george zimmerman being george zimmerman. wendy dorival. she said they looked at the crime stats for that neighborhood and it was being assaulted by burglaries and something needed to be done. so she went in and she did something. and she told us, you know, who might be suspicious from her experience and training. remember, this is her love, not her job. she does this as a volunteer. she likes the idea of people being involved in the neighborhood and helping keep crime out of your own home and out of your neighborhood. somebody you don't know. could be a reason for suspicious. a person walking in the area and they don't belong? maybe. someone walking in the rain without purpose. i don't want to just have you acquit my client because i can show you that trayvon martin did something bad, but i'm also not
going to allow you or the state to ignore the realities of what actually happened that night. and describe mrs. zimmerman to her knowledge as meek. other interesting thing about this cop wannabe, they have this citizens on patrol program where you get a uniform. you get a car. a little yellow lights on it. they can't be blue lights like we have for true law enforcement. but you get little yellow lights and you get to drive around and act like a cop. and he said to that opportunity to be a cop wannabe and in a cop uniform and a cop car with cop lights and probably a little cop computer in his car, or at least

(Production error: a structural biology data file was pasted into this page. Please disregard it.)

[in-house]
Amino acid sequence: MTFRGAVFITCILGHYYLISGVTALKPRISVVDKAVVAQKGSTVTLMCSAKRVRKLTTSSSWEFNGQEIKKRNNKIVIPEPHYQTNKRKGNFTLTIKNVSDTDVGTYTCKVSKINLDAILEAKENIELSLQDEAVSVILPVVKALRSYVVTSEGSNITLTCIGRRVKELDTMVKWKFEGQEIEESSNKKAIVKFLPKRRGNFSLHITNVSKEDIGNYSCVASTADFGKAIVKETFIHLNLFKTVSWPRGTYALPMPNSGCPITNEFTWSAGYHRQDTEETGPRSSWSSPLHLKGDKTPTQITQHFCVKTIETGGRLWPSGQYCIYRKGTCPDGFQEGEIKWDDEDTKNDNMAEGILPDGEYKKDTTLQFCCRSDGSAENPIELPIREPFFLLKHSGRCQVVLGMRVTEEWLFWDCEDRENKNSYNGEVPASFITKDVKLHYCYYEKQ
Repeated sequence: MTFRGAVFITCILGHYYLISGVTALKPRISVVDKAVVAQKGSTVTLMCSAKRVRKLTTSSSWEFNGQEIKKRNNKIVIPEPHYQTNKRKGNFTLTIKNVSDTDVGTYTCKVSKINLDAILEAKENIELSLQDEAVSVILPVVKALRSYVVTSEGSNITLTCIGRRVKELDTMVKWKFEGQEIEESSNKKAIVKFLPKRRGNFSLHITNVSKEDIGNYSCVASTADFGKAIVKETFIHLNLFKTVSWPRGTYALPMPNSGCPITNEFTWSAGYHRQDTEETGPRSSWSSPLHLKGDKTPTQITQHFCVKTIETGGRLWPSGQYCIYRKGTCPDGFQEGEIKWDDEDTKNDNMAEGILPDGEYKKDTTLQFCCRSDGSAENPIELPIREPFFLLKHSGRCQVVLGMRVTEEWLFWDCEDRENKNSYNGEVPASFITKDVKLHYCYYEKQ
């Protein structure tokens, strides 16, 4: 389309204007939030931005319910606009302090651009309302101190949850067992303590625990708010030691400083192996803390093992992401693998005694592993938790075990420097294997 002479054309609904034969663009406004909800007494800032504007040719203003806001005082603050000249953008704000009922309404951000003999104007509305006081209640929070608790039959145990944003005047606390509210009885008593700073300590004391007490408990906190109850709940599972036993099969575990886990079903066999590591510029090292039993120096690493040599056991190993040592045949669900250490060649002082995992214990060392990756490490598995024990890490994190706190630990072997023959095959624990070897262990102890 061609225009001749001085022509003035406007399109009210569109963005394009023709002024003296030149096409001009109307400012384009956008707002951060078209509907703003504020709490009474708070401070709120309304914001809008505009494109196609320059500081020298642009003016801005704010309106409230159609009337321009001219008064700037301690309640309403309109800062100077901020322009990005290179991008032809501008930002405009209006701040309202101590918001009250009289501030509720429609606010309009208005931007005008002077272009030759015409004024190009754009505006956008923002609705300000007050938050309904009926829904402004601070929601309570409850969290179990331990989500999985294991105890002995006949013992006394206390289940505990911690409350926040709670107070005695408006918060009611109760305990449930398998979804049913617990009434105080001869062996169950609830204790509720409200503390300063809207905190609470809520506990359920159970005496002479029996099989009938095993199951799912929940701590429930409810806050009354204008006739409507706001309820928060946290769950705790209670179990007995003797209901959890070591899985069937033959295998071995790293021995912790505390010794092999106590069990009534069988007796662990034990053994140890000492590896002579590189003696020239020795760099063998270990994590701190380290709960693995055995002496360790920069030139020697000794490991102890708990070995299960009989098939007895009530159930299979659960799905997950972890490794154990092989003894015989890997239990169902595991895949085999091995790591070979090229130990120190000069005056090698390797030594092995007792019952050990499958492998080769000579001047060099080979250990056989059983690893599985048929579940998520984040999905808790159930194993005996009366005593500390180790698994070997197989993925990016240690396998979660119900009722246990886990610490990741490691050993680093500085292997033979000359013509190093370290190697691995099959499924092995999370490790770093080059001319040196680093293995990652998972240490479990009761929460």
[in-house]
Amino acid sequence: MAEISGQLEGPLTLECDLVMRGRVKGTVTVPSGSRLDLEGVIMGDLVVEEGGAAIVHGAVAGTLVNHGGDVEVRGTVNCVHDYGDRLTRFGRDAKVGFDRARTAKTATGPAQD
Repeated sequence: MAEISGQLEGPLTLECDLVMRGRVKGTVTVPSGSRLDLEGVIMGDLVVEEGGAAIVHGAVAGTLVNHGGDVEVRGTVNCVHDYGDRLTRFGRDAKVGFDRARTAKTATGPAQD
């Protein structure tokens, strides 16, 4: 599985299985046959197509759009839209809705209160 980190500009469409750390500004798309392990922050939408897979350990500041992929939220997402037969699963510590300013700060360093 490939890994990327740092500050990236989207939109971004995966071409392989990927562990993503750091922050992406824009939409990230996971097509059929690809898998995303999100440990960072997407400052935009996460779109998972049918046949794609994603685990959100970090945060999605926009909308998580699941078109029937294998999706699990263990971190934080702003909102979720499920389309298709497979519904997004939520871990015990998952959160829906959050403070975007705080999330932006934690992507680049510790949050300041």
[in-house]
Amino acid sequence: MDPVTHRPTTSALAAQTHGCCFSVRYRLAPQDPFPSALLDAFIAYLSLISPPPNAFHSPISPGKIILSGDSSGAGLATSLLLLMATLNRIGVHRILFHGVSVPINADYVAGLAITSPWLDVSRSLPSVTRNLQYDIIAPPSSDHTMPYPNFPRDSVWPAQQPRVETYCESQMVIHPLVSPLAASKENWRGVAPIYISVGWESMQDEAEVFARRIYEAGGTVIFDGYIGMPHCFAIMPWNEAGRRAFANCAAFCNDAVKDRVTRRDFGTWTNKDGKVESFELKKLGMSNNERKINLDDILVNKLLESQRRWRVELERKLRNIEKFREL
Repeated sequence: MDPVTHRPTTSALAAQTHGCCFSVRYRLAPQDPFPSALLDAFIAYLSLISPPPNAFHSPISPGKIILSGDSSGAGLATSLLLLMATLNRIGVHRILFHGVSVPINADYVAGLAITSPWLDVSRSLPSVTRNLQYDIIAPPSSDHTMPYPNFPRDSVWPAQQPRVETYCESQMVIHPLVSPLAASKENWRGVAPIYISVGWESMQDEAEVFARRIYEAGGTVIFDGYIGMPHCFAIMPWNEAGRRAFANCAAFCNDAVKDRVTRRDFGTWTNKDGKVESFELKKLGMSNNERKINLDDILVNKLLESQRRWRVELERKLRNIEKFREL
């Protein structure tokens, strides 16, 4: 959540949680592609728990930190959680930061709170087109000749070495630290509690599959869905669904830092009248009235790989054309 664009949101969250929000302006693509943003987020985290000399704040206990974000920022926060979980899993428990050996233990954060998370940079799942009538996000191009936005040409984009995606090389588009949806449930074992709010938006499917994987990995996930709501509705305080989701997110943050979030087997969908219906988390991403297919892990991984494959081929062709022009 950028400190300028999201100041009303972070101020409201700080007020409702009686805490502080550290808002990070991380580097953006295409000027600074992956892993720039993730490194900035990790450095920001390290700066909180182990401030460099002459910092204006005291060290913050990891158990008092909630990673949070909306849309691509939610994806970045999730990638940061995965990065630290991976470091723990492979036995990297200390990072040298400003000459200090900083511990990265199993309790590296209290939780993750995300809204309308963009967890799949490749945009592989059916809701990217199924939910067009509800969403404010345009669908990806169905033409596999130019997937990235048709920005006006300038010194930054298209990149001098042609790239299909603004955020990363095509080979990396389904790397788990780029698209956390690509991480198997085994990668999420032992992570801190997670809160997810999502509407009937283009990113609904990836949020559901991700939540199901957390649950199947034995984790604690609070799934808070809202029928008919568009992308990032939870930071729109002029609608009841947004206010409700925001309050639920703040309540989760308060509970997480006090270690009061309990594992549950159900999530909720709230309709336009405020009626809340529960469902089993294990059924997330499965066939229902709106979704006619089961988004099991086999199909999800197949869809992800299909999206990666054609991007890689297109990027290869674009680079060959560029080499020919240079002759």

a cop clipboard. no. thanks. but no. i'm just -- i'm doing, i'm working, i'm going to school, got my wife. i don't want your cop car. i don't want your lights. and i don't need your uniform. but this is the guy that the state is telling you get ill will and hatred out of his cop wannabism? really? seriously. have they proven that to you? have they come even close? except for speculation. how many times did you hear an objection on the stand of speculation? because we are not allowed to do that in court. you can't be a witness up there and say, what do you think? maybe? because it's not evidence. that is why. it's not evidence for you. because you can go back there